In Week 8 you are invited to prepare and upload a 6 - 8 minute video presentation which introduces, critically reflects on and contextualises your photographic practice.
You are also asked to provide peer review written feedback to at least three members of the peer group.
The aim of this is to encourage you to consolidate your thoughts, for you to test ideas and begin to demonstrate that your practice is underpinned by a critically informed and reflective position. Reviewing peer presentations offers you the chance to identify and share synergies in your practice, ideas and critical approach.
It also gives you the opportunity to receive additional interim formative feedback, to support you in the final submission of your Work in Progress Portfolio and your Critical Review of Practice.
Really interesting Paul, contextualised and referenced well and you took me on a journey, (no pun intended) xx
I really enjoyed this, with a good level of context, and I was interested to hear you say how "Barthes words of every photograph are a chilling reminder of human mortality." Are there any other citations you can use from Barthes, or other critical theorists, to locate this, to understand it fully? The ambiguity of "Just 3 Words" is a clever inclusion to your work, not only a precise location to where the image was taken but also plays on the image, as your work, and all photography is capable of representing the physical world with such veracity yet it reveals only an interpreted reality. "Just 3 Words" can be coded or decoded by your audience, the “viewer” – that mysterious single entity that lurks at the back of every practitioners mind - in any way they want, allowing them to move beyond the literal and the descriptive.There is a good amount of experimentation with different formats, and discussion of your process, your visual strategies, so well done there. There are also good references and research to other practitioners to your own work, which is good to see, but its always of benefit to discuss an image(s) that was less successful for you, and why, within your discourse.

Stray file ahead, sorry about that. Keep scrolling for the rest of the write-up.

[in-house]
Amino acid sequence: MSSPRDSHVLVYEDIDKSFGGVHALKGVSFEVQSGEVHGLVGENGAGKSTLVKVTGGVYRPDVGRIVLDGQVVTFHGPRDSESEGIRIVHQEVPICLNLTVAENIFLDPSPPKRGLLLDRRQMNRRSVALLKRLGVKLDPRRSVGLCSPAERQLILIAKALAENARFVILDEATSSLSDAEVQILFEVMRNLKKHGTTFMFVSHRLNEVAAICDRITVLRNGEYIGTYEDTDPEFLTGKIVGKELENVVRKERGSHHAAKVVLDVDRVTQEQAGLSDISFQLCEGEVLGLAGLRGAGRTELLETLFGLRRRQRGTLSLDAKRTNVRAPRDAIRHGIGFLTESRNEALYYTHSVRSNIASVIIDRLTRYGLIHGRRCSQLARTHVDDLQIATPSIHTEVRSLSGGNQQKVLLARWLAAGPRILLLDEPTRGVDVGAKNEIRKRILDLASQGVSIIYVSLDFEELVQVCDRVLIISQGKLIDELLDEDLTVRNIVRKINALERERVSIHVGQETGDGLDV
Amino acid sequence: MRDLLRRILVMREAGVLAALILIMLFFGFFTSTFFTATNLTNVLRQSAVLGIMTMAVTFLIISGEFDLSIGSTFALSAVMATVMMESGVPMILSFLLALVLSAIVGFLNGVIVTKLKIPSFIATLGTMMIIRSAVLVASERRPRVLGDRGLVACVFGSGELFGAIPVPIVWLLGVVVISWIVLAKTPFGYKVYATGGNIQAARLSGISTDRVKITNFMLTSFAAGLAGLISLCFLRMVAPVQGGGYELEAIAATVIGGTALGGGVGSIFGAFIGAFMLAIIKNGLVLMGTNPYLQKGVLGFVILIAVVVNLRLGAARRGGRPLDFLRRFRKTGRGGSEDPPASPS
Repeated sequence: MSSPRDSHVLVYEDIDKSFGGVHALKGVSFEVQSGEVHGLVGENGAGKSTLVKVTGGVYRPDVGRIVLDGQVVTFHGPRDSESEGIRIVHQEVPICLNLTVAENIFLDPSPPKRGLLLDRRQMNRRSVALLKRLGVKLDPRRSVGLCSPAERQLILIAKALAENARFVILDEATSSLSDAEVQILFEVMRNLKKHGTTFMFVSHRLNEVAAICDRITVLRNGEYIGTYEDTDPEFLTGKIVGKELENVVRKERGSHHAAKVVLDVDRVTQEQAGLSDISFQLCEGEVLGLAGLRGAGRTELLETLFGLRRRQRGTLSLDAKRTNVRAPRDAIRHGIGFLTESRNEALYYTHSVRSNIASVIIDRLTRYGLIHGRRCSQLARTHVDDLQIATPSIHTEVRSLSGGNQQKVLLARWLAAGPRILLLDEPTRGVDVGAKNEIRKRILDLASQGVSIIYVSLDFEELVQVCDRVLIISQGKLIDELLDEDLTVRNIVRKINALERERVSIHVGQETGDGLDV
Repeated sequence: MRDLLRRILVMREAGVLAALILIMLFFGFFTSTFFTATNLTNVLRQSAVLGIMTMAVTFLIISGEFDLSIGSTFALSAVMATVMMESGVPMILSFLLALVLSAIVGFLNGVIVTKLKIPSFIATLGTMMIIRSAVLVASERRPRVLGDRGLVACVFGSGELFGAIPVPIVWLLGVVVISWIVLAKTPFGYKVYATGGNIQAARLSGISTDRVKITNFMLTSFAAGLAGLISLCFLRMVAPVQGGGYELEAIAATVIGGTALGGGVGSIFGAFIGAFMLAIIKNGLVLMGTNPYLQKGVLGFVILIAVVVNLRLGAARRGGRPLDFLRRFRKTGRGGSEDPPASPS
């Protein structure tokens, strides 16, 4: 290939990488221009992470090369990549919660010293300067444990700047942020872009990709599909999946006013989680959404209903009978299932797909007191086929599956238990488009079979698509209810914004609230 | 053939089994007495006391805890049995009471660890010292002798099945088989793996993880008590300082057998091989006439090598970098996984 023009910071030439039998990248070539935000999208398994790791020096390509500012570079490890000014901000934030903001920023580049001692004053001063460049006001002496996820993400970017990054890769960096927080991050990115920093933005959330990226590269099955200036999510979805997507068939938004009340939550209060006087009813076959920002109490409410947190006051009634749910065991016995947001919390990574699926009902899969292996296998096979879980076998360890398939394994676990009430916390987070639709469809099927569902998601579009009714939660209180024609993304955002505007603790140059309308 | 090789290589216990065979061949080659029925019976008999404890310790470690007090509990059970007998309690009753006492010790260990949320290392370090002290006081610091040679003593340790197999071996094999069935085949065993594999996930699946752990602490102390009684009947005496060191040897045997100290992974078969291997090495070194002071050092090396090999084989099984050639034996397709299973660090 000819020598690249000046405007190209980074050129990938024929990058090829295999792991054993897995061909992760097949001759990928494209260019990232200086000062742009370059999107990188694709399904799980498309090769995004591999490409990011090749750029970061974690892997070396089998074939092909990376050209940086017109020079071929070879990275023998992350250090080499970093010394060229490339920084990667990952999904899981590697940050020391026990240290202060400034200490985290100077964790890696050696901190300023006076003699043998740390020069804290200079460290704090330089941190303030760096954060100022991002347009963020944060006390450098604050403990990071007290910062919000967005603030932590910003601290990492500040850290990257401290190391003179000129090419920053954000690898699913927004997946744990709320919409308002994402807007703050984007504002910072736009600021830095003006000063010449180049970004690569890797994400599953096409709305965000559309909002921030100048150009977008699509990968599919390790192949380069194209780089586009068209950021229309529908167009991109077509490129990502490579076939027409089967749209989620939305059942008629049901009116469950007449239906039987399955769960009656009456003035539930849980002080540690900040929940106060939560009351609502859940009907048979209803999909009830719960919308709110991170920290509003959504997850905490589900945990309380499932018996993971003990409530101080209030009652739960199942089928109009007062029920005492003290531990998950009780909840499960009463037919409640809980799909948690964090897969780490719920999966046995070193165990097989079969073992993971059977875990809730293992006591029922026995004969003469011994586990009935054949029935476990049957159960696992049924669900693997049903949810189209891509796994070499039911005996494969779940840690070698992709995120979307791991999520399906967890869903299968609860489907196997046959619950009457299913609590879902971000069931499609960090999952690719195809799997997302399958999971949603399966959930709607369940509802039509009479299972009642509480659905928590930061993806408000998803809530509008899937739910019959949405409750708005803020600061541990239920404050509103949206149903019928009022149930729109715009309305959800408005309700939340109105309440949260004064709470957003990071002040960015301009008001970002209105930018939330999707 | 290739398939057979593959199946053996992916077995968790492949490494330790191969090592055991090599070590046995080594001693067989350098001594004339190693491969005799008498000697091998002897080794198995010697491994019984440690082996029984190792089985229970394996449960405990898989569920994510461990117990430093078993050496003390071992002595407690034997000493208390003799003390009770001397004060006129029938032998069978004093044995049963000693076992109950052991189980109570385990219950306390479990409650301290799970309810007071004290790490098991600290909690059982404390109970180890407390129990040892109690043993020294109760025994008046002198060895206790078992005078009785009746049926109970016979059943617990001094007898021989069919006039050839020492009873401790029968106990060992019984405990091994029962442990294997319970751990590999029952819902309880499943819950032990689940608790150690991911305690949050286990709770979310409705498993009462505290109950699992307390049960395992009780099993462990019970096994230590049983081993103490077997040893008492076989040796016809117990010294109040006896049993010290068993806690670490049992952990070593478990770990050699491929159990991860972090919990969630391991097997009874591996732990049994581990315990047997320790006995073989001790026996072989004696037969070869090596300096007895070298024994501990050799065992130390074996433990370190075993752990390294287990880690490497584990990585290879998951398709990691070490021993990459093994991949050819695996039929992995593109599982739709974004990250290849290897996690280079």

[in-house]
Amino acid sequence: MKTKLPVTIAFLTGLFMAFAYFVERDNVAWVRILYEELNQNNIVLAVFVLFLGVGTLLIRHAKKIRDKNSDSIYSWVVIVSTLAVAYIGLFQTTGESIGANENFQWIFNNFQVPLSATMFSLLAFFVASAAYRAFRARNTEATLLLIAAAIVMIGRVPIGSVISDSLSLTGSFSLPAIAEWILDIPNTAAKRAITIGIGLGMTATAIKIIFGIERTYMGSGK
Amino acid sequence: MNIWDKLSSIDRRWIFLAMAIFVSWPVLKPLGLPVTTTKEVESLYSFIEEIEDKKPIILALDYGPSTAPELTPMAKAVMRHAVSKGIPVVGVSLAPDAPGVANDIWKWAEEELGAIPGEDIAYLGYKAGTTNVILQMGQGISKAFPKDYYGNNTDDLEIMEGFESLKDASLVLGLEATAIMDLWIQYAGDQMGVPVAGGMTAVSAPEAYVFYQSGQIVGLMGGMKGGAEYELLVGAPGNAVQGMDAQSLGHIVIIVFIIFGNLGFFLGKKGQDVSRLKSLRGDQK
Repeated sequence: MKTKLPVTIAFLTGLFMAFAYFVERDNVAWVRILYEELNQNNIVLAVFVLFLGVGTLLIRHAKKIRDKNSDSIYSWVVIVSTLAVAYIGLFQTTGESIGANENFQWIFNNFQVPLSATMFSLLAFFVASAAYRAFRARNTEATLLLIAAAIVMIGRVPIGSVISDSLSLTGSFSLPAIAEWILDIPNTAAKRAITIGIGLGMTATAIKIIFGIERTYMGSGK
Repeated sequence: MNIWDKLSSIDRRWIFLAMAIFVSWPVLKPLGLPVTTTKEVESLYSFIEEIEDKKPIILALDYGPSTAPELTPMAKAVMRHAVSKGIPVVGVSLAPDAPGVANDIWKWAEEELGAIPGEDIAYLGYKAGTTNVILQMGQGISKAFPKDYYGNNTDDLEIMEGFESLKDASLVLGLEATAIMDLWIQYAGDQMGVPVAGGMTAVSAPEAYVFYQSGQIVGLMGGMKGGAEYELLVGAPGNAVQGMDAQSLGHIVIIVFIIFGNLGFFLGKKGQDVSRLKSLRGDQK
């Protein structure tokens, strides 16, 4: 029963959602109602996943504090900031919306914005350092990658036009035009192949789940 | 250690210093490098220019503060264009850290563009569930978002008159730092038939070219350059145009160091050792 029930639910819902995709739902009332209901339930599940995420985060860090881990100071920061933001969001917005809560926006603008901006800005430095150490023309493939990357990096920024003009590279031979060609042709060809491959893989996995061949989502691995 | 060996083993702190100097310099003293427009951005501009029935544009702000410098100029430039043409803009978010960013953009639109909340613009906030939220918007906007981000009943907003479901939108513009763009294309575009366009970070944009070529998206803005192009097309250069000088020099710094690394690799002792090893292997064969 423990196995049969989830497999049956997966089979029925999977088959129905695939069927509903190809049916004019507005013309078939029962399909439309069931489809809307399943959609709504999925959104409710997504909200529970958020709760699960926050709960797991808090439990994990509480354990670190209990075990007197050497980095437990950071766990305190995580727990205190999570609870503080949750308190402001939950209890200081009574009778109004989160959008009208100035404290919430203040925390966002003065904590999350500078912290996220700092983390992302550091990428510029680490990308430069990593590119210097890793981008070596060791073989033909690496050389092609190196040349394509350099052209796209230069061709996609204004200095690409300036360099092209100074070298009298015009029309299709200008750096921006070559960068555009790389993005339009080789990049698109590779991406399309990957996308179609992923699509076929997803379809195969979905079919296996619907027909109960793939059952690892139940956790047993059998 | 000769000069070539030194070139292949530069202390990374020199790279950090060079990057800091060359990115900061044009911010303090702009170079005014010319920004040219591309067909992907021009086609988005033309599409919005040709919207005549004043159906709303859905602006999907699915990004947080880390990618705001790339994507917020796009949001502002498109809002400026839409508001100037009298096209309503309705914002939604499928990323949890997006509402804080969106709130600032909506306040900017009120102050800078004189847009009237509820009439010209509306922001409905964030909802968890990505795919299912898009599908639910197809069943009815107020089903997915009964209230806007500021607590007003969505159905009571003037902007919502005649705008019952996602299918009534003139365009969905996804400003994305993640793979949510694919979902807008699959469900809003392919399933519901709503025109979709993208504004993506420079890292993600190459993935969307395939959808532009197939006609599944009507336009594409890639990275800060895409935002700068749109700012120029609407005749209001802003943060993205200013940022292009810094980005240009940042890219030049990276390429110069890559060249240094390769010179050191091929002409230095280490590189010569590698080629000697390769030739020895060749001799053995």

I've followed your work keenly and yet this still fills in many gaps for me.
I love the way you show how your work has evolved, and am amazed at the related practitioners you have discovered and the inspiration you have taken from them. Your images generally convey a sense of peace and tranquillity, but it is good to see the darker side is not forgotten.Your talk of memory morphing over time reminds me of Chris's work.
Good job, and thanks for sharing.